Big new NYT drop on the intelligence failures that enabled 10/7:
Overall, arrogance among Israeli political and security officials convinced them that the country’s military and technological superiority to Hamas would keep the terrorist group in check.
“They were able to trick our collection, our analysis, our conclusions and our strategic understanding,” Eyal Hulata, Israel’s national security adviser from 2021 until early this year, said during a discussion last week in Washington sponsored by the Foundation for Defense of Democracies, a think tank.
“I don’t think there was anyone who was involved with affairs with Gaza that shouldn’t ask themselves how and where they were also part of this massive failure,” he added.
Many senior officials have accepted responsibility, but Mr. Netanyahu has not. At 1 a.m. Sunday in Israel, after his office was asked for comment on this article, he posted a message on X, formerly Twitter, that repeated remarks he made to The New York Times and blamed the military and intelligence services for failing to provide him with any warning on Hamas.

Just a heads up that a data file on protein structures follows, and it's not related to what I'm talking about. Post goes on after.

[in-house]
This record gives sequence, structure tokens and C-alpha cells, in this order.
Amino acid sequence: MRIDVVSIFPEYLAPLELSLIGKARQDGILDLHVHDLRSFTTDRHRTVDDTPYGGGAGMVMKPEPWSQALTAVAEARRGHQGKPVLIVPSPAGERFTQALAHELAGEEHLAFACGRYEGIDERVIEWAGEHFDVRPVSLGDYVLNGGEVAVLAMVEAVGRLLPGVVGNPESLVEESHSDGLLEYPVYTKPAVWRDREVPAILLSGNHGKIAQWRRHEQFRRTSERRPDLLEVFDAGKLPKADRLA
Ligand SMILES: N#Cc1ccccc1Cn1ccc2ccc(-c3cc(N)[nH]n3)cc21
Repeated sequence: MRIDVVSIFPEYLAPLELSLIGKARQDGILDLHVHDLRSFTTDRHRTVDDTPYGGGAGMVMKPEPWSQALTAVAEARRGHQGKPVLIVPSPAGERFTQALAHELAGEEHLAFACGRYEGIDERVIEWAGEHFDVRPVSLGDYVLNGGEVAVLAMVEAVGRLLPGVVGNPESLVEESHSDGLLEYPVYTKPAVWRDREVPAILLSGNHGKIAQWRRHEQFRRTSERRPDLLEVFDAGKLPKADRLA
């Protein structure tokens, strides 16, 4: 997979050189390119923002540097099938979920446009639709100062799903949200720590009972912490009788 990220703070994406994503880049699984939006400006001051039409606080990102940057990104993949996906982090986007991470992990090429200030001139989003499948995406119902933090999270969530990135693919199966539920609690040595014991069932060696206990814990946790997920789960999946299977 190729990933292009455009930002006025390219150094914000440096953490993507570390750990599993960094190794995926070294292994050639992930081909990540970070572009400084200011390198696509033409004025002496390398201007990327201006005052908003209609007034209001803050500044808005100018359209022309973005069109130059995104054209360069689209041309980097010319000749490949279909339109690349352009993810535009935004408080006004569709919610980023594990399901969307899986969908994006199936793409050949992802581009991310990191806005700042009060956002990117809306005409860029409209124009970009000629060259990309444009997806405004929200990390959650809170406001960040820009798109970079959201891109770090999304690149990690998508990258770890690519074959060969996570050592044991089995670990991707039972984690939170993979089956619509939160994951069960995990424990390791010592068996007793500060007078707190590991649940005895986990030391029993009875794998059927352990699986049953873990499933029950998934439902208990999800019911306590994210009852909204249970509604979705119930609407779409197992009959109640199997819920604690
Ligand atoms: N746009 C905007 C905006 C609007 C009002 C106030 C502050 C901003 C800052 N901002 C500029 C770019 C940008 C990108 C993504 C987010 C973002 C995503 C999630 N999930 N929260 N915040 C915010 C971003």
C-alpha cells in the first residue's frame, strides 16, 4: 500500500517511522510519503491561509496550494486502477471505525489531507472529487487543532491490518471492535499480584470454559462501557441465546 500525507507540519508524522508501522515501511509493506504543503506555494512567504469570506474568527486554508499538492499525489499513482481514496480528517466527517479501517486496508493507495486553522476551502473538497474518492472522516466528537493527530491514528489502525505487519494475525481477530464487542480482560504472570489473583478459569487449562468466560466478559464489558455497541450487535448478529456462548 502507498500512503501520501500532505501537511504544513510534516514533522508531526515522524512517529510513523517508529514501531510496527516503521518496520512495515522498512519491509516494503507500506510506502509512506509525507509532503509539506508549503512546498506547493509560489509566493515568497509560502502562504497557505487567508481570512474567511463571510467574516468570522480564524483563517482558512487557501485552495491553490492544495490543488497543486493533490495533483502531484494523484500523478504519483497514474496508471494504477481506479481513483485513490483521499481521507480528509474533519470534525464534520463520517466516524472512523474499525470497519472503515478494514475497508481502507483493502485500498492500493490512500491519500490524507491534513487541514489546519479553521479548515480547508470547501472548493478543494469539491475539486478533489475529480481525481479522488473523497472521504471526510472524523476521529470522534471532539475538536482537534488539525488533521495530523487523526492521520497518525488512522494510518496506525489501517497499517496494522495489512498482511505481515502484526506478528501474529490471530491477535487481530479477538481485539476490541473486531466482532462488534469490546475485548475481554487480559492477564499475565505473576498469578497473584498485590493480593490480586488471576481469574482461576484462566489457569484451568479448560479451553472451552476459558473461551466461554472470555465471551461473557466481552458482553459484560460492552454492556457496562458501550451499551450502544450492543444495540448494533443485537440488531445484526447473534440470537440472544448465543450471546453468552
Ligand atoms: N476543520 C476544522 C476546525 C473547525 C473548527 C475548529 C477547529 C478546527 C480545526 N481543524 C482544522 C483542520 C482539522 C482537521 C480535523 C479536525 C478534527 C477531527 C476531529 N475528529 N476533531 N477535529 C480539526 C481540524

I’m going to stick with my argument that this is the biggest intelligence failure of the 21st century… the decision to invade Iraq wasn’t really about the intelligence failures (although these certainly existed) but rather about the policy decisions made by elected and appointed officials. The 9/11 failures were serious but the preparation for those attacks were on a completely different scale than what we saw earlier this month. Perhaps more importantly, a decent level of warning and preparation would have enabled the IDF to defeat Hamas’ incursions at a point before the massive loss of civilian life in southern Israel. This would have been enormously consequential politically; the entire Israeli political system is unlikely to have lined up behind a ground invasion in the wake of a much less successful set of Hamas attacks.